RFC legislation became effective on 22 January 1932 with a $2 million appropriation from Congress earmarked for endangered financial institutions. Hoover hoped the RFC would increase confidence, stimulate employment, and aid foreign trade. Nonetheless, he looked upon it, as he had on the WFC during the First World War, as a temporary and emergency agency whose functions would end with the economic crisis and whose purpose was to liquefy the nation’s frozen assets by loaning only to large businesses and financial institutions rather than to average citizens. Not only did his personal philosophy and experiences with the WFC during World War I prevent him from allowing the RFC to make massive loans for direct relief of unemployment, but in creating the RFC he also indicated that his first concern remained the national credit structure.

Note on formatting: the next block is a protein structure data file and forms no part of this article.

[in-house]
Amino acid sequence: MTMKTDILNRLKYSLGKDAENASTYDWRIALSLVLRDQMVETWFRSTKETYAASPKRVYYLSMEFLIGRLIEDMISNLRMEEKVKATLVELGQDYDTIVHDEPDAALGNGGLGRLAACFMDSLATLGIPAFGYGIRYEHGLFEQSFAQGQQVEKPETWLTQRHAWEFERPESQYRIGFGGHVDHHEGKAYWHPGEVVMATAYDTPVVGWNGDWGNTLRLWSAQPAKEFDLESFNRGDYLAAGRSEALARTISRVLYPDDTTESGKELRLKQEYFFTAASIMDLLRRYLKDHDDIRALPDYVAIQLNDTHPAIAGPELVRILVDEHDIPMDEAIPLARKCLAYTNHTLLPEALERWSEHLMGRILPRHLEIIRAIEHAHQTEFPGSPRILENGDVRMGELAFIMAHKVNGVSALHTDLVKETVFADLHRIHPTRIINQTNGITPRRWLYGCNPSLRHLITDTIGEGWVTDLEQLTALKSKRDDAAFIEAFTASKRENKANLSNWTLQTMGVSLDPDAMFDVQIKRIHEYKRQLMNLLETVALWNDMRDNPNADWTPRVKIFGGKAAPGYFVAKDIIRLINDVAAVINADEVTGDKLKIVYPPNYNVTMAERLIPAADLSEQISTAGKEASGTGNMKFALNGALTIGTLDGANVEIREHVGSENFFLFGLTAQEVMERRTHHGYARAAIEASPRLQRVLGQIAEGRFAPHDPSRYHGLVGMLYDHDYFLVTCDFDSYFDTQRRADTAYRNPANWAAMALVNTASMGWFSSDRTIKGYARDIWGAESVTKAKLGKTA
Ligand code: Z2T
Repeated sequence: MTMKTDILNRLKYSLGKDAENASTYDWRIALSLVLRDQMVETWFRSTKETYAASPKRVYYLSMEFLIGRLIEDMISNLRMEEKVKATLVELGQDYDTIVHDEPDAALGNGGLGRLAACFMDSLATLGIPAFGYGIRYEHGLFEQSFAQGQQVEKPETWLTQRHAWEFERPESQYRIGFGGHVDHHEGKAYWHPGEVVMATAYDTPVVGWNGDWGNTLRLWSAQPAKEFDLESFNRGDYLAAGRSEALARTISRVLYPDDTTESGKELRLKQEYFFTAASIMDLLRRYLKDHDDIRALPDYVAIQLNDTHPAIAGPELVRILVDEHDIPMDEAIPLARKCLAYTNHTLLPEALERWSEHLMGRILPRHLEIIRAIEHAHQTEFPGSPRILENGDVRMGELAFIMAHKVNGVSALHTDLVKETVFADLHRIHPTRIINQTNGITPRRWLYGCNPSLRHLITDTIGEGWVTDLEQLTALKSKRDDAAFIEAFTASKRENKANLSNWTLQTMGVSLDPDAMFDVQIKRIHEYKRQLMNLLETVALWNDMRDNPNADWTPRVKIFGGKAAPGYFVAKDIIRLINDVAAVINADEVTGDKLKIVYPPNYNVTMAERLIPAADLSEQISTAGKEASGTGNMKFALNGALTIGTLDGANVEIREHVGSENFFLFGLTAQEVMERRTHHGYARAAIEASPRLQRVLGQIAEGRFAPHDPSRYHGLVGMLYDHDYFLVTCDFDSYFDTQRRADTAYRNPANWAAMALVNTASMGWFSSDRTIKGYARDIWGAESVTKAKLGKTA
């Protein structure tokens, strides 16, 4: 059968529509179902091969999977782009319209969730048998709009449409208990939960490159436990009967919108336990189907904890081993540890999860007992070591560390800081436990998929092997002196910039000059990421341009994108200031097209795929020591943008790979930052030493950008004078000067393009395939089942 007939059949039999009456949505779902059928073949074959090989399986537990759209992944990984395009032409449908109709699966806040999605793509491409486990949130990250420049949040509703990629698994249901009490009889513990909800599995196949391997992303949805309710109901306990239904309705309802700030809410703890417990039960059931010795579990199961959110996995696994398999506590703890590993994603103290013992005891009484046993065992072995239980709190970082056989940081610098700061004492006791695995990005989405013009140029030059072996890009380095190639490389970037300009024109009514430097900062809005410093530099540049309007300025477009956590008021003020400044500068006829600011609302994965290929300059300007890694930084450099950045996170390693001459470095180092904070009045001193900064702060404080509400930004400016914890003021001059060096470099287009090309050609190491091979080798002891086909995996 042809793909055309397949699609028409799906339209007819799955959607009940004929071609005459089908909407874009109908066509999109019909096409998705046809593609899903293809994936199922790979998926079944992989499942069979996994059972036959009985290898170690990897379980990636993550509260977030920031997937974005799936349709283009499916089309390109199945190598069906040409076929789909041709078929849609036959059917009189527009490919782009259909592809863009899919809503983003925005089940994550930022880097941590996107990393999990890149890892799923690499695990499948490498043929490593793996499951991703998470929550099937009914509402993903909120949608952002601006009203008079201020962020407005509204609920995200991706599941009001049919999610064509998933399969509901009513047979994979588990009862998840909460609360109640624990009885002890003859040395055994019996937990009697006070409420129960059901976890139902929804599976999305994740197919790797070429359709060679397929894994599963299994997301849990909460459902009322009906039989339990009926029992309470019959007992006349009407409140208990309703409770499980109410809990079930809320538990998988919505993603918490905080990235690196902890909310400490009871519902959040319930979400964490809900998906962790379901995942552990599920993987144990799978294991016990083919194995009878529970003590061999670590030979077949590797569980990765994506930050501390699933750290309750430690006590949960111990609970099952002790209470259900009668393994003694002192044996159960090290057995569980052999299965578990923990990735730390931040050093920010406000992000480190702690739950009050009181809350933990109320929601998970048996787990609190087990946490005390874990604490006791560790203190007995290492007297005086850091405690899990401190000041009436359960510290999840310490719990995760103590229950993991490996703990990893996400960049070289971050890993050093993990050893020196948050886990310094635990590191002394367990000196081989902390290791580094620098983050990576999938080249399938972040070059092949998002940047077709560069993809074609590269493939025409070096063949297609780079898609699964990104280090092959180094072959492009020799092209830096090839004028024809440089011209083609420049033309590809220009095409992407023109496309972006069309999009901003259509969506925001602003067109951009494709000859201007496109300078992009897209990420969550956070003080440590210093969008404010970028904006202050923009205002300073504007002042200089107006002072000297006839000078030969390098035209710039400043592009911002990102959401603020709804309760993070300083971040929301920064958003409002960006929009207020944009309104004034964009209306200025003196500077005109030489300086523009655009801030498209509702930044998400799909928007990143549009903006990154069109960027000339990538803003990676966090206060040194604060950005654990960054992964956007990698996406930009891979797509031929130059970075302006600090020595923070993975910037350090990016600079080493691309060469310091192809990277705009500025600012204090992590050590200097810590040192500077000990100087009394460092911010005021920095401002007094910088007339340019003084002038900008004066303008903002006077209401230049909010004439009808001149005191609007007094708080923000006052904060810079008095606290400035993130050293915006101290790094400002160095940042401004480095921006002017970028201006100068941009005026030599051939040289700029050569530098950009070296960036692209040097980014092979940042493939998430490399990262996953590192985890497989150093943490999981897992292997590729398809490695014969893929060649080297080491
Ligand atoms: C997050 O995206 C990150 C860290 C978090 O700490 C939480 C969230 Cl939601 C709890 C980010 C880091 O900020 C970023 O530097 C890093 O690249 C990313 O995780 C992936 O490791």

Historians and economists now agree that it made more economic (albeit not political) sense to save the country’s credit apparatus from further paralysis by extending RFC loans exclusively to leading financial institutions than it did to use such loans to tackle the growing unemployment problem, which was never resolved by New Deal work programs—only U.S. entrance into the Second World War did that. Together the RFC and the Glass-Steagall Act “helped the country get through 1932 without collapse,” according to the latest economic evaluations. With the signing of these two acts, the expansion of capital for Federal Land Banks, and the Creation of Home Loan Banks, all economic indices temporarily shot up in the late summer of 1932, and Hoover precipitantly declared that the depression was under control.